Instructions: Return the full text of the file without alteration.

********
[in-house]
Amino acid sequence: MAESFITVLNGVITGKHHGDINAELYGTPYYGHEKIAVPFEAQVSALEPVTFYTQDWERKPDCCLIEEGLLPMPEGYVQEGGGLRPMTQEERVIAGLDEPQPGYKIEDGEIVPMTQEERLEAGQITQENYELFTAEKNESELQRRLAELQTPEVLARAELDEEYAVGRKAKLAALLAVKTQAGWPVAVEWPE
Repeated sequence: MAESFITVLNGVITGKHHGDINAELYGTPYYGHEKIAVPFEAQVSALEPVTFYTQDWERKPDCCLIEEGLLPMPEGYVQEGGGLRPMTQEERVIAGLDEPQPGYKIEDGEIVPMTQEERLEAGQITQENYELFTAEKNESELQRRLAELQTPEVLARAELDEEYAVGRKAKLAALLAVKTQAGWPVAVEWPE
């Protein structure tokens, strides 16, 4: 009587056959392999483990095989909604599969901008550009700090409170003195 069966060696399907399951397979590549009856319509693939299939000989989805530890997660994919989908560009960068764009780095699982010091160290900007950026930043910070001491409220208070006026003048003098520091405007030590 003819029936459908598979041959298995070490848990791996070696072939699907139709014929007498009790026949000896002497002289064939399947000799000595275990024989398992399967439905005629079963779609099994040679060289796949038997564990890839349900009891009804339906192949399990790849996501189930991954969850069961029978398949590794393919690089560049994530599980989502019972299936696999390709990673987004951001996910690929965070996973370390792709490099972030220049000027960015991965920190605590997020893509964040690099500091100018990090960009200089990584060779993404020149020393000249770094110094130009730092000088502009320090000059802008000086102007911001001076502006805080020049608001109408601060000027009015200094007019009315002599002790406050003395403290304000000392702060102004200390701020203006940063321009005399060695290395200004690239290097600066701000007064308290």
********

[in-house]
Amino acid sequence: MAESFITVLNGVITGKHHGDINAELYGTPYYGHEKIAVPFEAQVSALEPVTFYTQDWERKPDCCLIEEGLLPMPEGYVQEGGGLRPMTQEERVIAGLDEPQPGYKIEDGEIVPMTQEERLEAGQITQENYELFTAEKNESELQRRLAELQTPEVLARAELDEEYAVGRKAKLAALLAVKTQAGWPVAVEWPE
Repeated sequence: MAESFITVLNGVITGKHHGDINAELYGTPYYGHEKIAVPFEAQVSALEPVTFYTQDWERKPDCCLIEEGLLPMPEGYVQEGGGLRPMTQEERVIAGLDEPQPGYKIEDGEIVPMTQEERLEAGQITQENYELFTAEKNESELQRRLAELQTPEVLARAELDEEYAVGRKAKLAALLAVKTQAGWPVAVEWPE
């Protein structure tokens, strides 16, 4: 009587056959392999483990095989909604599969901008550009700090409170003195 069966060696399907399951397979590549009856319509693939299939000989989805530890997660994919989908560009960068764009780095699982010091160290900007950026930043910070001491409220208070006026003048003098520091405007030590 003819029936459908598979041959298995070490848990791996070696072939699907139709014929007498009790026949000896002497002289064939399947000799000595275990024989398992399967439905005629079963779609099994040679060289796949038997564990890839349900009891009804339906192949399990790849996501189930991954969850069961029978398949590794393919690089560049994530599980989502019972299936696999390709990673987004951001996910690929965070996973370390792709490099972030220049000027960015991965920190605590997020893509964040690099500091100018990090960009200089990584060779993404020149020393000249770094110094130009730092000088502009320090000059802008000086102007911001001076502006805080020049608001109408601060000027009015200094007019009315002599002790406050003395403290304000000392702060102004200390701020203006940063321009005399060695290395200004690239290097600066701000007064308290």